SM: Have you lived in a southern town before?
E: Yes, I grew up in Dallas.
SM: So you know.
E: So I know.
SM: When we moved down here it was like that song all of the sudden had new meaning.
E: Oh, yeah? Yep, I lived in Dallas for ten years.
SM: We wanted to ask about your Ferdinand tattoo. Is that representative of you?
E: Well, really it's just a tattoo. I didn't know how many people knew who Ferdinand was.
SM: Were you hoping less people knew who Ferdinand was?
E: No, I think it's a good book, but I just had no idea. I wanted to get a bull and this was the one. I never think about it anymore. I'm glad you like it.
SM(Kelly): It reminded me of the story so I went and got the book for one of my friend's little boys.
SM: Mm-hmm. What major label is Heatmiser on?
E: Heatmiser is on Virgin.
SM: And have they ever approached you at all to do anything with your solo career?
E: Um, yeah.
SM: Are you going to do anything with them?
E: Uh, no.
SM: No?, (laughter)
E: There's like some legalities involved with it that I can't entirely control but they're not making any motions like they're gonna force me to do anything. I'm very happy working with Kill Rock Stars. But Virgin's actually been very, very nice to us. I can't say anything bad about them.
SM: When is the new Heatmiser album going to come out?
E: Not until August. It's already done, but it's not coming out until then. I mean Virgin has been very supportive of my solo stuff, and they haven't been like, "oh, we're not going to let you do it with Kill Rock Stars." They've just been like, "if you want to do it with us, we'd like that."
SM: Do you find your work as a solo artist more fulfilling or rewarding than Heatmiser or different?
E: Yeah, in a word. There are lots of things I like about playing in a band, the things I can't do by myself you know. But it's sort of more a group of friends type of situation than a musically fulfilling one to everybody in the band. Everybody's got things that they'd probably rather be doing differently, but we've all known each other for a really long time and we're really good friends.
SM: So you have fun playing together kind of thing?
E: Yeah. Most of the time. I think we're all variously sort of dissatisfied in one way or another with our recordings or what happens to our songs once they go through the band. The band's filter, but playing live is a lot of fun.
SM: Do you ever foresee a time in the future where you have to choose between the two? Devote your time to your solo career more?
E: Maybe, yeah. Probably. But I think it's pretty clear to everybody in the band which way that would go. It's just comes more naturally to play on my own with minute people. I'm trying to be careful because I don't want to make my band mad. It's a little touchy.
SM: So, when you're in New Orleans do you have any plans for mardi gras?
E: No, I've never been to mardi gras. I have a friend who lives there who says it can be kind of gross and I'm interested to see it, but I don't have any real plans. Probably drink a lot of hurricanes or something. (we all laugh) I'm not going to be running around in the street telling people to take their clothes off or anything like that.
SM: We haven't seen it yet. It'll be our first.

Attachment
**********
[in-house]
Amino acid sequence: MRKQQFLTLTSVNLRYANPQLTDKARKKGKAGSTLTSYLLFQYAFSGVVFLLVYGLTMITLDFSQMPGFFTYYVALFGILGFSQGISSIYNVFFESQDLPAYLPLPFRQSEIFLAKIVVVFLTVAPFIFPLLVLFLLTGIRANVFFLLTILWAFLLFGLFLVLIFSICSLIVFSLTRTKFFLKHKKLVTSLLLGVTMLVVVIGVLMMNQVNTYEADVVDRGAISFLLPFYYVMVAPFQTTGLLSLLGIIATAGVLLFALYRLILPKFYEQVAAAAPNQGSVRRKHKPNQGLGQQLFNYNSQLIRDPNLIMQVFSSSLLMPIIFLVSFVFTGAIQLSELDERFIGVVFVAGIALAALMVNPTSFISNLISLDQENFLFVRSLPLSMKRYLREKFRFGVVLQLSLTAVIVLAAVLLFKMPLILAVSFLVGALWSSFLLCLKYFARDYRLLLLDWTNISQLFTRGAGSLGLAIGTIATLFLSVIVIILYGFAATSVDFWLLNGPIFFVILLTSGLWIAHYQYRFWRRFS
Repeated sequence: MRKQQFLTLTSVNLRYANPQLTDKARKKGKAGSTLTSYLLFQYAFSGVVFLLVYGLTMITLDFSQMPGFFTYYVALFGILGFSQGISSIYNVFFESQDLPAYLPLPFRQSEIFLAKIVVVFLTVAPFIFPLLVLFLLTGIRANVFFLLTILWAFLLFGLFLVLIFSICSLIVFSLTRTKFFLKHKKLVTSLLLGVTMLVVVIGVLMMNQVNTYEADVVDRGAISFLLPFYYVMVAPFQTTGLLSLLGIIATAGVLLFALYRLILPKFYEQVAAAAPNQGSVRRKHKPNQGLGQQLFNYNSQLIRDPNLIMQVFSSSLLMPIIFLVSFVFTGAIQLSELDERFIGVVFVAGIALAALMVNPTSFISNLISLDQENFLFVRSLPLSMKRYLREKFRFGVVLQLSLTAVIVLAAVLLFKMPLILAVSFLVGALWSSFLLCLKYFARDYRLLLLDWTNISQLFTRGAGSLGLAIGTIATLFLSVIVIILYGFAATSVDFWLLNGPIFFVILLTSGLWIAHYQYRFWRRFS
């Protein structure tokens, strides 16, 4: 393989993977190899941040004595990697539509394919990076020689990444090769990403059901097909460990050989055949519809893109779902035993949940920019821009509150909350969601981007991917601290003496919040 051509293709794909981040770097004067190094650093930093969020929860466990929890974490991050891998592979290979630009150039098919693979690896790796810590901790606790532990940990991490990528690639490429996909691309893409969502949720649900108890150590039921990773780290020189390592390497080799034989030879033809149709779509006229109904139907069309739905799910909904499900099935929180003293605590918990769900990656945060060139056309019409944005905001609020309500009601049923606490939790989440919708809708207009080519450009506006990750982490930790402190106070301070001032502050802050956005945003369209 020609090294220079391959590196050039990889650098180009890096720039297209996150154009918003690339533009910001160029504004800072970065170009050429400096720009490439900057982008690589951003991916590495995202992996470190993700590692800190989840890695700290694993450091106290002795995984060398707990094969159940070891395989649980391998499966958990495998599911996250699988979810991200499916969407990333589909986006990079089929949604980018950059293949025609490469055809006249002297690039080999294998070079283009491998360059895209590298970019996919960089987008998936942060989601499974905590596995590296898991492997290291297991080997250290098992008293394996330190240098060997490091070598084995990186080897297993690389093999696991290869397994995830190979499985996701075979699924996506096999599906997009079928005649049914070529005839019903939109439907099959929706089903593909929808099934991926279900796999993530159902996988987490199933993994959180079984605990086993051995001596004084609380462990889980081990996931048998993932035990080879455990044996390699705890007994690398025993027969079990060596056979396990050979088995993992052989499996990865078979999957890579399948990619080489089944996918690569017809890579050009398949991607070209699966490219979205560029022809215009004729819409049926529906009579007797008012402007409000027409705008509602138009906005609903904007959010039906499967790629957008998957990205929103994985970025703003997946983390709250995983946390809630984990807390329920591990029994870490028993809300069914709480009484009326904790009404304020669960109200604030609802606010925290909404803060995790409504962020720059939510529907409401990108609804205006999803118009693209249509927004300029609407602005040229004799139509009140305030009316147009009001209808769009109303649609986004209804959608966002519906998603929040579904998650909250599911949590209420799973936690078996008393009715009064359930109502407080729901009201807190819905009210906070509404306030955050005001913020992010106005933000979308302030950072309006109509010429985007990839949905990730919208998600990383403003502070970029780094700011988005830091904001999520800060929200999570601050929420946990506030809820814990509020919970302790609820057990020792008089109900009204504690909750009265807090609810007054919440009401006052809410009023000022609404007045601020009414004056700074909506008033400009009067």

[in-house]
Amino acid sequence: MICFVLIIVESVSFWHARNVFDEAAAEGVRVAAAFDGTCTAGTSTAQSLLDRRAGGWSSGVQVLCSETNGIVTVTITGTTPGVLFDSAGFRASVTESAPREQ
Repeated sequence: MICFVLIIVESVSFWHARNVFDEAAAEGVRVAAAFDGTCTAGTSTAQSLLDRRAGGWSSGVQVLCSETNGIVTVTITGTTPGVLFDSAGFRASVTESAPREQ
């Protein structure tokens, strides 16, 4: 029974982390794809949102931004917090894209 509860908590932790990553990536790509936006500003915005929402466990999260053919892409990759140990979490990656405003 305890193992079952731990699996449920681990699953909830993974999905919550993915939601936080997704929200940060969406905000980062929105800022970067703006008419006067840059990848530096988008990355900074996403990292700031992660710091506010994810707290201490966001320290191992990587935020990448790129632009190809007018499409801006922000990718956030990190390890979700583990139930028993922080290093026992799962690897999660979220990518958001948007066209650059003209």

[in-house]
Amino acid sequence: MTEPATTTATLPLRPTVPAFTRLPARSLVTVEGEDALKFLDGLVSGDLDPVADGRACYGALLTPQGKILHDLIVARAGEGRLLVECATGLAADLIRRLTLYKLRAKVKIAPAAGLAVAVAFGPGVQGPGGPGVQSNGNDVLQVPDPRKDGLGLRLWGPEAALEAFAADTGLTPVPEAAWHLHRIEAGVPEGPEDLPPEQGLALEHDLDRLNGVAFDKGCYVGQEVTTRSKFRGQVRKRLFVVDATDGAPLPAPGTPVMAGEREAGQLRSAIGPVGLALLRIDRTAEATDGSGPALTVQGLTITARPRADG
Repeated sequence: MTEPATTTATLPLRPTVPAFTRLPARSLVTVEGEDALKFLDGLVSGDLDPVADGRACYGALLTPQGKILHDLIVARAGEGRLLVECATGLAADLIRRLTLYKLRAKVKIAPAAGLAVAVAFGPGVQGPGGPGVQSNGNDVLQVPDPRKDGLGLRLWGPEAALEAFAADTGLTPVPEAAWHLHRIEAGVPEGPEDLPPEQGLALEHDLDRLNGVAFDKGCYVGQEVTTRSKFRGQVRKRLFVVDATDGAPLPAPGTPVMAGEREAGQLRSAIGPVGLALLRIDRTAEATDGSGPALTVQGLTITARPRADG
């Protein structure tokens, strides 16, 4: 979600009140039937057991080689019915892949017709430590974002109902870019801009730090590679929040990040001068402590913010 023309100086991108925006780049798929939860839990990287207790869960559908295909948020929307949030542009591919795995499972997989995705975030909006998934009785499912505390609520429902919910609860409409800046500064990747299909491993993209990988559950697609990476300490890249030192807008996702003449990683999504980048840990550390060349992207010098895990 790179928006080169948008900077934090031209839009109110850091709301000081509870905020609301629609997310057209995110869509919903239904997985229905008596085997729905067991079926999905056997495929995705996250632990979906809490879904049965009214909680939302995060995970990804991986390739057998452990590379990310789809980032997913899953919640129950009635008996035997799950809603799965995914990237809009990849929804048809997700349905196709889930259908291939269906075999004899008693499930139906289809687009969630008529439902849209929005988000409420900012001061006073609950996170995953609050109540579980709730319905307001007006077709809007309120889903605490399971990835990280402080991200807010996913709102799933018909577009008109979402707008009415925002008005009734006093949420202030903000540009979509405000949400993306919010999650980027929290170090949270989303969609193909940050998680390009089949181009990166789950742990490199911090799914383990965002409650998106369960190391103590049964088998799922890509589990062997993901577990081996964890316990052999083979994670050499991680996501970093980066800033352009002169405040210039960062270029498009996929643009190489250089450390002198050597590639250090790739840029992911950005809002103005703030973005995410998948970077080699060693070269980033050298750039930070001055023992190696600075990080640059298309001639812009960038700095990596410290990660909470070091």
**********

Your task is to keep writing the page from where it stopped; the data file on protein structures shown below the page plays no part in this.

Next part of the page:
E: Yeah. So you're going to go?
SM(Chris): Tomorrow. We're going to one of the parades. We've gone to some. I rode on a float in one of the parades in Mississippi. It's an experience.
E: That's how I look at it.
SM: It's free entertainment.
E: I'm looking forward to seeing what it is. I just don't want to get swept up in a crowd of crazy people like drunk frat guys or something.
SM: Understandable. That's one thing to avoid, because they've shown stuff on the news about it. One thing to avoid is Bourbon Street.
E: Yeah, I just have this mental picture of it as like a human equivalent of the running of the bulls. Except the bulls are like frat guys and stuff then I'll sort of have to not get in a dense area.
SM: Good comparison. Do you perceive your last album as being 'darker' or moodier than the first one?
SM: Why is that?
E: I just wasn't in as bright of a mood when I was making it up. The first one was more about people, that was the angle of it. The second one wasn't hanging out with people as much. Sometimes people are like, "oh, the second one is all about drugs and stuff," and it's not about drugs. It's a different angle or topical way about talking about things. Like dependency and mixed feelings about your attraction or your attachment. It's good for you on the one hand, and on the other hand it's not really what you need. I just thought I'd answer that question in advance in case you asked.
SM: Actually, that wasn't on the list.
E: Well, I just get that a lot. 'All these songs are about drugs.' Well, not really. No.
SM: We didn't have it in our minds, so that's okay. Actually, the question was going to be is your life as bleak as your songs seem to suggest?
E: I don't think that they're that bleak really. I mean they have their moments. Those songs didn't come from nowhere so if it seems bleak, then I guess the answer is 'yes' but they're not bleak to me.
SM: Well that's good. That's what is important.
E: That's just how they turn out. I don't intend to write depressing songs and I'd probably rather write happy ones. But to me they have their happy moments. Maybe that's strictly mine. My own belief.
SM: Are you working on a new album at all? Writing new songs?
E: Yeah, I'm going to do another one when I get back from this tour. It'll probably come out late spring or early fall. I'll try and write some happy songs. (we all laugh)